|Charlie Zeneri directs Charlie Zeneri|
In the spring of 2021, Charlie Zeneri made a movie. Titled Haphephobia, the film was their entry in FunMill Films Fest’s second annual timed film competition. Building off a single opening script page, Zeneri had only a few weeks to conceive, shoot and edit their short film.
The 16-year-old wrote a script, cast their friends, collected props, scouted sets and shot their film. Zeneri spent the better part of a week stitching together scenes, mixing sound, color correcting images and more. Then, as Zeneri was putting the final touches on their creation, the world welcomed them to the plight of many a movie maker.
“I accidentally deleted it,” Zeneri says.”I was maybe a minute away from completing the film.”
Working on their edit via an online post-production service, Zeneri contacted the company to see if they could retrieve the file - or any of their previous work.
“I deleted everything besides the final project so I would have enough storage space to export it in the highest quality,” they explain. Nothing could be retrieved.
Haphephobia was gone.
The shoot must go on
Zeneri admits to taking a moment to accept what happened by having a bit of a cry. But they wouldn’t concede defeat. Instead Zeneri decided to use the little time they had left to conceive, cast, shoot and edit an entirely new film, La Coeur.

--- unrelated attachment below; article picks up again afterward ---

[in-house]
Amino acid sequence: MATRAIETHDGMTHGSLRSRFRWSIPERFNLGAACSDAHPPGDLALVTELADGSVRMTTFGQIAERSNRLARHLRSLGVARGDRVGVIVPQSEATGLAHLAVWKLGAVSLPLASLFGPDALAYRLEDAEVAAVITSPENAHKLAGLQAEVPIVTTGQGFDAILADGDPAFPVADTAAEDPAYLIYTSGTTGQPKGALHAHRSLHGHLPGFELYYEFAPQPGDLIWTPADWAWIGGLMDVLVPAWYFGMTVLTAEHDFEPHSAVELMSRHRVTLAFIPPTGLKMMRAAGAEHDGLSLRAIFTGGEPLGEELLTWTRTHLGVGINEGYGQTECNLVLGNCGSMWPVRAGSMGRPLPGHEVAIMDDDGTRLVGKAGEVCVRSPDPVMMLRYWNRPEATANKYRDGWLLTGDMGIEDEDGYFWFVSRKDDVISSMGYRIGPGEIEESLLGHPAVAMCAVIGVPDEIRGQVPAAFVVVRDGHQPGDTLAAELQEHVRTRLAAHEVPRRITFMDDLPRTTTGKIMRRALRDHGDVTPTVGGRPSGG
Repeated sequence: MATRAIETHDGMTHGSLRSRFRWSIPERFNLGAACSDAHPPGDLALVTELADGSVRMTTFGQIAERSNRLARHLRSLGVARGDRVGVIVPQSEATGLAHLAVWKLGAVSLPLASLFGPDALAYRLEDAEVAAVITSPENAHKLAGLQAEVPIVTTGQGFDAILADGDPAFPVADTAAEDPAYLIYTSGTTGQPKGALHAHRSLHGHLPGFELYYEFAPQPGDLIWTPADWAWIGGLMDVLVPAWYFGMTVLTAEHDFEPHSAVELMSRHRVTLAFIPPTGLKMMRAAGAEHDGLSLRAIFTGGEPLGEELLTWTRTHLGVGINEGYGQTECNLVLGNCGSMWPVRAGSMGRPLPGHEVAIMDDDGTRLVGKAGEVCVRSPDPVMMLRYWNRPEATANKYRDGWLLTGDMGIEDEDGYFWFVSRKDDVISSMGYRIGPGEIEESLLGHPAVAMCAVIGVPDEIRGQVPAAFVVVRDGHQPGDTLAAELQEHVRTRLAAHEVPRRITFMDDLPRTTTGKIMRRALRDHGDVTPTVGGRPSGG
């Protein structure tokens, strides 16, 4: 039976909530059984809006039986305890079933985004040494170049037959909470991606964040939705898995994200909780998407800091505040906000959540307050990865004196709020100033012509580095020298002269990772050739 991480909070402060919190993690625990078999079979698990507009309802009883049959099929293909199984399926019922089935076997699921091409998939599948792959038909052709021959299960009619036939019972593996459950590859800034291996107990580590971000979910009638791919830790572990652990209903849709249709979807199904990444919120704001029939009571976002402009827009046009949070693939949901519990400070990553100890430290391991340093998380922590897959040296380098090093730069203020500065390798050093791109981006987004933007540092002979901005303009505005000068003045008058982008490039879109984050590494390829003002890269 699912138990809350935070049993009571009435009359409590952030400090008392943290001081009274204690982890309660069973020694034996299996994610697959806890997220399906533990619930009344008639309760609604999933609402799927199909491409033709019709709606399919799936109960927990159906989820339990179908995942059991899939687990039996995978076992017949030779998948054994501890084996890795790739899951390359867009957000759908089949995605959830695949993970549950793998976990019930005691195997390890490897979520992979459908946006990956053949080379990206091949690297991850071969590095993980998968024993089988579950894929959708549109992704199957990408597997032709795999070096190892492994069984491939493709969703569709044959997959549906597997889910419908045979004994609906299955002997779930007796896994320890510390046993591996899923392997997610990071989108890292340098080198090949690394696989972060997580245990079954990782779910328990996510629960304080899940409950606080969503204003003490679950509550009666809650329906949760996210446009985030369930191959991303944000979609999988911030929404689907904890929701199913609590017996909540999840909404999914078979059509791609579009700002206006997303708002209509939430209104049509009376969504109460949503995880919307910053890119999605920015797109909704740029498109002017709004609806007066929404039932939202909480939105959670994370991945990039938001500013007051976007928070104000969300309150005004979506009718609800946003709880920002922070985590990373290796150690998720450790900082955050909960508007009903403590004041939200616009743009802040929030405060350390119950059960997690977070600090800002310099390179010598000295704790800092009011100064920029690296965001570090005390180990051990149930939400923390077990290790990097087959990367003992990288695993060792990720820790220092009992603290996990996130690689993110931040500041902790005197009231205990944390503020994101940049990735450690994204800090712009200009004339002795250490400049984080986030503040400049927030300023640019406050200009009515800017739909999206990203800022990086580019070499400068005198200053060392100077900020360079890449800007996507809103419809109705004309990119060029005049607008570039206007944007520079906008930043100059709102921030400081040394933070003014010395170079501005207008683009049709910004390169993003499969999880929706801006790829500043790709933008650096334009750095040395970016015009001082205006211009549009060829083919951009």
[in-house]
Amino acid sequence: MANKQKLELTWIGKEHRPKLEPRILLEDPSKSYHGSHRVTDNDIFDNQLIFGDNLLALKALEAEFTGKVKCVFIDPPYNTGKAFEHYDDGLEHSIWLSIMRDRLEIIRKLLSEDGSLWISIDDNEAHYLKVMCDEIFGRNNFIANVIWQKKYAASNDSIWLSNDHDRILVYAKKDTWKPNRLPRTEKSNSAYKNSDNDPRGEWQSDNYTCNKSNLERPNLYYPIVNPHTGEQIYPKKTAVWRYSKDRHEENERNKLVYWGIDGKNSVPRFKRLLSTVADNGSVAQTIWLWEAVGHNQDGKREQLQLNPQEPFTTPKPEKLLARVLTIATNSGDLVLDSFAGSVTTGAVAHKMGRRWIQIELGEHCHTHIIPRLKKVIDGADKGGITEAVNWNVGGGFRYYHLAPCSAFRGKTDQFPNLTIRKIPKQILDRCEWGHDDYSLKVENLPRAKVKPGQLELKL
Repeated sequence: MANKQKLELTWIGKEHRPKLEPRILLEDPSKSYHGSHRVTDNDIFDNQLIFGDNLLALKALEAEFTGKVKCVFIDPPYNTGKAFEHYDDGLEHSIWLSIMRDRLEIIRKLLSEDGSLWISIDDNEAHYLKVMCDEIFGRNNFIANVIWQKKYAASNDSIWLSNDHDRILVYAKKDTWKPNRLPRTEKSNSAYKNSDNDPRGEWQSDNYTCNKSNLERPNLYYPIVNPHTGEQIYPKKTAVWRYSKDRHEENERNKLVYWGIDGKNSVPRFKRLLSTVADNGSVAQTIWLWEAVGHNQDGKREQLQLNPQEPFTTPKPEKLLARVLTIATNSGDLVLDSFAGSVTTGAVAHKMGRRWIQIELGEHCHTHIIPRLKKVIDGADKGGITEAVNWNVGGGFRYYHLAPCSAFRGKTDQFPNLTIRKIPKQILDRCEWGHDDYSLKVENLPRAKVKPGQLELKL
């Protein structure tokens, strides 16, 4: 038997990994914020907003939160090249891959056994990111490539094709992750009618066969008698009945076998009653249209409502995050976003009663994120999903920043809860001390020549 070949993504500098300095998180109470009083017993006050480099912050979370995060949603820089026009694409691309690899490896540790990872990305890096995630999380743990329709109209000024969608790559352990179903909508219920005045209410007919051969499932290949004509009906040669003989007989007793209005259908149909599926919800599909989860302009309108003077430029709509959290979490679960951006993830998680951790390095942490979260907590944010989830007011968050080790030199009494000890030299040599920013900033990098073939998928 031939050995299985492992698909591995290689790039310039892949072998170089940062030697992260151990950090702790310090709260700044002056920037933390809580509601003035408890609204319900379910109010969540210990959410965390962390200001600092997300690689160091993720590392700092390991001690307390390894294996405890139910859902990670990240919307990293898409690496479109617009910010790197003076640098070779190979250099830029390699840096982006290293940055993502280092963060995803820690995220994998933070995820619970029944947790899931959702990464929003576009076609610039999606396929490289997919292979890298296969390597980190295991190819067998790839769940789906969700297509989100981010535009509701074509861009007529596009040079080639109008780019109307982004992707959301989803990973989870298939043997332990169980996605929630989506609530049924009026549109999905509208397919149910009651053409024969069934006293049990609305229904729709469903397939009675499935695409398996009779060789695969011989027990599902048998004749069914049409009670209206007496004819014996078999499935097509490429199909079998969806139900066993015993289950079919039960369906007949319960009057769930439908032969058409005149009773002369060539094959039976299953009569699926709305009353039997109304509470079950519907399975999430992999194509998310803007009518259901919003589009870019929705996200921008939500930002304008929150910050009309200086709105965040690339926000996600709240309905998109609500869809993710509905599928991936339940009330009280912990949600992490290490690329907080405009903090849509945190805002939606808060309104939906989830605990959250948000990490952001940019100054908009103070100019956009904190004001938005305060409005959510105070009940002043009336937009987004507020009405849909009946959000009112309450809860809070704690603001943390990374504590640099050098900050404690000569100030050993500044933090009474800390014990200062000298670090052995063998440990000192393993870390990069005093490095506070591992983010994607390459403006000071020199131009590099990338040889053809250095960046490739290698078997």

Reshooting an entire film is a massive undertaking on every level. Back to the Future might serve as the best example. Director Robert Zemekis shot six weeks of footage - the better part of the entire film - with Eric Stoltz as Marty McFly. Watching dailies, Zemekis couldn’t shake the feeling that Stoltz’s performance, while good, wasn’t conveying the lighter tone he was looking for. Convincing his producer, Steven Spielberg, that starting over would be better,
Stoltz’s Back to the Future was scrapped, Michael J. Fox was hired, and the film shot all over again.
Zeneri, however, faced a bigger challenge than Zemekis. They were battling diminishing days, a paralyzing ticking clock, and a much smaller cast and crew: Charlie Zeneri alone.
We recently caught up with Zeneri to find out how they tackled this amazing feat - and how they felt about winning the FunMill Fireball award at FunMill Films Fest 2.
|Zeneri directs her friend and fellow cast mate during her first shoot.|
Midwest Movie Maker: How did you become interested in filmmaking?
Charlie Zeneri (CZ): It really sprouted from my love for movies and storytelling. I like to use art for self expression, and film seemed to be the perfect deal. I started writing small movie ideas and making short films.
Midwest Movie Maker: How did you hear about FunMill Films Fest and how did you get involved?